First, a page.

Comparison of gyrB PCR and 16S rDNA hybridization probe techniques in the differentiation of B. cereus and B. thuringiensis

Sensitivity of the PCR primers in the detection of Bacillus species.

To evaluate the sensitivity of the PCR assay, a dilution series of genomic DNA from various Bacillus species was prepared in TE buffer, and aliquots were used as templates for PCR amplification. Aliquots containing a picogram level of genomic DNA were successfully detected after amplification with primer-specific PCR primer sets. A dilution series of freshly cultured cells of Bacillus species showed that the primer set employed in this study amplified species-specific PCR fragments when 2 to 5 CFU of bacterial cell per reaction tube was used.

Detection of B. cereus in the artificially contaminated boiled rice.

The sensitivity of the PCR assay for detecting artificially contaminated B. cereus in cooked boiled rice is presented in Table Table8.8. Absence of B. cereus-like organisms in the test sample was confirmed by both the conventional enrichment method and by PCR assay. When the food homogenate was incubated for 15 h in nutrient broth at 37°C, an initial inoculum of 0.24 CFU of B. cereus per g of food homogenate amplified the desired PCR product (Fig. (Fig.3).3). At time zero, 2.4 × 104 CFU of B. cereus per g of boiled-rice homogenate did not yield any PCR products. The detection of B. cereus directly from the food sample was possible by the combination of a 15-h enrichment period in nutrient broth and PCR assay even without DNA extraction.

Influence of preenrichment incubation time and bacterial population in the amplification of PCR product specific to B. cereus
FIG. 3
Detection of B. cereus in artificially contaminated cooked rice by the BC-1 and BC-2 primers (365-bp product). B. cereus cells grown overnight in nutrient broth were serially diluted in cooked rice homogenate (see details in Materials and Methods) to ...


Enterotoxigenic B. cereus, which causes acute gastroenteritis after the consumption of contaminated foods, has been known to produce the emetic and the diarrheal toxin types (18). B. thuringiensis can be distinguished from B. cereus only by the production of toxin crystals and can be detected by simple microscopy or by hybridization with specific probes for the delta endotoxin gene (10). However, this character is plasmid borne and transmissible to B. cereus by conjugation (13, 15). B. cereus strains can grow at temperatures between 4 and 37°C (40, 42), and psychrotrophic B. cereus strains can produce enterotoxin both aerobically and anaerobically (17). Good diagnostic tools are thus required to ensure the hygienic quality of susceptible food items. Although some PCR methods are developed to detect B. cereus targeting the toxigenic properties (30), the production of B. cereus-type enterotoxins in Bacillus species, including B. thuringiensis (23), raised doubts about the validity of these diagnostic probes in specifically identifying B. cereus. Thus, identifying B. cereus irrespective of its virulence factors is necessary from the viewpoint of public health. We therefore wanted to develop a rapid and reliable method for differentiating B. cereus from B. thuringiensis.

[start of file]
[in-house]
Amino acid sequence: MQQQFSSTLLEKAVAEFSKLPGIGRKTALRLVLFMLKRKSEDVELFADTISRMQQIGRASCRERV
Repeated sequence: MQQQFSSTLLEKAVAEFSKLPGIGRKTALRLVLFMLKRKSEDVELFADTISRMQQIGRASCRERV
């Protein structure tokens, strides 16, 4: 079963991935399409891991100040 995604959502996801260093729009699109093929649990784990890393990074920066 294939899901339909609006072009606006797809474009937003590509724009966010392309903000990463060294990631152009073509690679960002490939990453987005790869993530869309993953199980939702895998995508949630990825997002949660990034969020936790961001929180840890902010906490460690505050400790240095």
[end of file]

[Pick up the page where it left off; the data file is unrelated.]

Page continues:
As 16S rDNA sequences have very high similarity between B. cereus and B. thuringiensis, we were looking for appropriate molecular taxonomic markers. Yamamoto and Harayama (50) suggested that genes that are not spread horizontally among different bacterial species may be used to trace the evolutionary record of host bacteria. Based on the information that the average substitution rate for 16S rRNA is 1% per 50 million years and that the rate for synonymous sites of protein-coding DNA is 0.7 to 0.8% per million years (31), Yamamoto and Harayama (50) proposed the gyrB gene as a substitute for 16S rRNA as a molecular taxonomic marker for bacterial species. The gyrB gene is essential for DNA replication, a housekeeping activity; it is also single copied and has conserved regions for the development of PCR primers. We have designed PCR primers by exploiting differences in gyrB genes to differentiate V. parahaemolyticus from V. alginolyticus, a pair that exhibited 99.7% similarity in their 16S rDNA nucleotide sequences (43). Likewise, the similarity of 1.2-kb gyrB sequences of B. cereus and B. thuringiensis was not high (90.7%); thus, we were able to design a suitable PCR primer set for differentiating these two organisms by amplifying a B. cereus-specific 365-bp amplicon. The type strains of both B. cereus and B. thuringiensis responded specifically with the developed PCR primer set by giving a positive signal for B. cereus and a negative signal for B. thuringiensis. Also, these PCR primers, which are specific for B. cereus, did not yield any amplicon for the B. anthracis strain and the B. mycoides type strain.